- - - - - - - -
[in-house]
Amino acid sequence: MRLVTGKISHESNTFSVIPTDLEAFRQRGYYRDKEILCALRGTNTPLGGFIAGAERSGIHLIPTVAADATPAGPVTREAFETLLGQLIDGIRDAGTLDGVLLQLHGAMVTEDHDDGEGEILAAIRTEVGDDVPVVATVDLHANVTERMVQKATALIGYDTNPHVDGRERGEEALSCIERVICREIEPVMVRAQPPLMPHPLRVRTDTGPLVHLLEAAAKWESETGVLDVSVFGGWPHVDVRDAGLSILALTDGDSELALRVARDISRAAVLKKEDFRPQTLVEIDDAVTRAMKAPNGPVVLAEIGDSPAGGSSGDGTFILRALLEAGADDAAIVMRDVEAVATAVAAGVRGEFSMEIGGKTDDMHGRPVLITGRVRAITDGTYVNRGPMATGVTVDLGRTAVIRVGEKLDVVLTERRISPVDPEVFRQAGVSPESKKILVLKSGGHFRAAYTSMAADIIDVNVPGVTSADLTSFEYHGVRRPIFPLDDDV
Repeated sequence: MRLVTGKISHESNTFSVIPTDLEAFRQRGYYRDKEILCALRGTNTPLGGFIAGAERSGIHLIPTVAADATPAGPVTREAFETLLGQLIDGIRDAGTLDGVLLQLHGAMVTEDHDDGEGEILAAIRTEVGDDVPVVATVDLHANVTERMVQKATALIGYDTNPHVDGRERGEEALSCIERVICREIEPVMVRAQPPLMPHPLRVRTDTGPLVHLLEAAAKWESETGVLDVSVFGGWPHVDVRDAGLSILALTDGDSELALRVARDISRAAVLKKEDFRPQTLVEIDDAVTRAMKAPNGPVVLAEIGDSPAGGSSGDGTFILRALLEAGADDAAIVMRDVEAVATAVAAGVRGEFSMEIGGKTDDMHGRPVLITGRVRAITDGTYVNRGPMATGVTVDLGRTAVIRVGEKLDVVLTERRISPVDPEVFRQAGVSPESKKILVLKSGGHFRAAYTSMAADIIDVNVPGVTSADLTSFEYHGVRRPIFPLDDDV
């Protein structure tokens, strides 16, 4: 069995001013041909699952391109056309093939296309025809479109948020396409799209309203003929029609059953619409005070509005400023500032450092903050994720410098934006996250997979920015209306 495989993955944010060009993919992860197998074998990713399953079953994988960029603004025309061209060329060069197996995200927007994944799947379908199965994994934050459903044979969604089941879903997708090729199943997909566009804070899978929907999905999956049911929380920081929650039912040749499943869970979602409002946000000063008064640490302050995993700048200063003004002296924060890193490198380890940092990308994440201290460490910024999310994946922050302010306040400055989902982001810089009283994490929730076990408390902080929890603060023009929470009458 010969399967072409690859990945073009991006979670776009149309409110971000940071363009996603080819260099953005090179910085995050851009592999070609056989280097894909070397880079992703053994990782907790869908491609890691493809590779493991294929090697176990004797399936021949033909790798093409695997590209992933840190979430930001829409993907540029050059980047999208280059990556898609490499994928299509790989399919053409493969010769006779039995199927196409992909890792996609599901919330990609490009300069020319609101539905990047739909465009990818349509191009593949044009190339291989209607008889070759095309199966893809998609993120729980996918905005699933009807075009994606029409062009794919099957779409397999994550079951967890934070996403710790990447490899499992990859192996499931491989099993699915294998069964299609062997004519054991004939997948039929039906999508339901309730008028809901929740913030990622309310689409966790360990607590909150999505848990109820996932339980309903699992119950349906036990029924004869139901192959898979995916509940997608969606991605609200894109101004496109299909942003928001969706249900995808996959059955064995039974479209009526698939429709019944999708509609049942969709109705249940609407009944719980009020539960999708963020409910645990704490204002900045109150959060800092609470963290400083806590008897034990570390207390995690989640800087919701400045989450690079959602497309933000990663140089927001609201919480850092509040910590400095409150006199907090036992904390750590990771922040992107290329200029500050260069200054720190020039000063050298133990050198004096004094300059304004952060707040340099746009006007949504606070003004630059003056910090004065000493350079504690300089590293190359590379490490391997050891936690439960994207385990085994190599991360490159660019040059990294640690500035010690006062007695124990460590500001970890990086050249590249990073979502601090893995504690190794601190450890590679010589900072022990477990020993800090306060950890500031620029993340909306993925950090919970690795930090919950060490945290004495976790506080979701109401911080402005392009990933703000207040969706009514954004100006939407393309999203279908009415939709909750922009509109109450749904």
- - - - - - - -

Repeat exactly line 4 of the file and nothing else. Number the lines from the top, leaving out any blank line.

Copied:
């Protein structure tokens, strides 16, 4: 069995001013041909699952391109056309093939296309025809479109948020396409799209309203003929029609059953619409005070509005400023500032450092903050994720410098934006996250997979920015209306 495989993955944010060009993919992860197998074998990713399953079953994988960029603004025309061209060329060069197996995200927007994944799947379908199965994994934050459903044979969604089941879903997708090729199943997909566009804070899978929907999905999956049911929380920081929650039912040749499943869970979602409002946000000063008064640490302050995993700048200063003004002296924060890193490198380890940092990308994440201290460490910024999310994946922050302010306040400055989902982001810089009283994490929730076990408390902080929890603060023009929470009458 010969399967072409690859990945073009991006979670776009149309409110971000940071363009996603080819260099953005090179910085995050851009592999070609056989280097894909070397880079992703053994990782907790869908491609890691493809590779493991294929090697176990004797399936021949033909790798093409695997590209992933840190979430930001829409993907540029050059980047999208280059990556898609490499994928299509790989399919053409493969010769006779039995199927196409992909890792996609599901919330990609490009300069020319609101539905990047739909465009990818349509191009593949044009190339291989209607008889070759095309199966893809998609993120729980996918905005699933009807075009994606029409062009794919099957779409397999994550079951967890934070996403710790990447490899499992990859192996499931491989099993699915294998069964299609062997004519054991004939997948039929039906999508339901309730008028809901929740913030990622309310689409966790360990607590909150999505848990109820996932339980309903699992119950349906036990029924004869139901192959898979995916509940997608969606991605609200894109101004496109299909942003928001969706249900995808996959059955064995039974479209009526698939429709019944999708509609049942969709109705249940609407009944719980009020539960999708963020409910645990704490204002900045109150959060800092609470963290400083806590008897034990570390207390995690989640800087919701400045989450690079959602497309933000990663140089927001609201919480850092509040910590400095409150006199907090036992904390750590990771922040992107290329200029500050260069200054720190020039000063050298133990050198004096004094300059304004952060707040340099746009006007949504606070003004630059003056910090004065000493350079504690300089590293190359590379490490391997050891936690439960994207385990085994190599991360490159660019040059990294640690500035010690006062007695124990460590500001970890990086050249590249990073979502601090893995504690190794601190450890590679010589900072022990477990020993800090306060950890500031620029993340909306993925950090919970690795930090919950060490945290004495976790506080979701109401911080402005392009990933703000207040969706009514954004100006939407393309999203279908009415939709909750922009509109109450749904």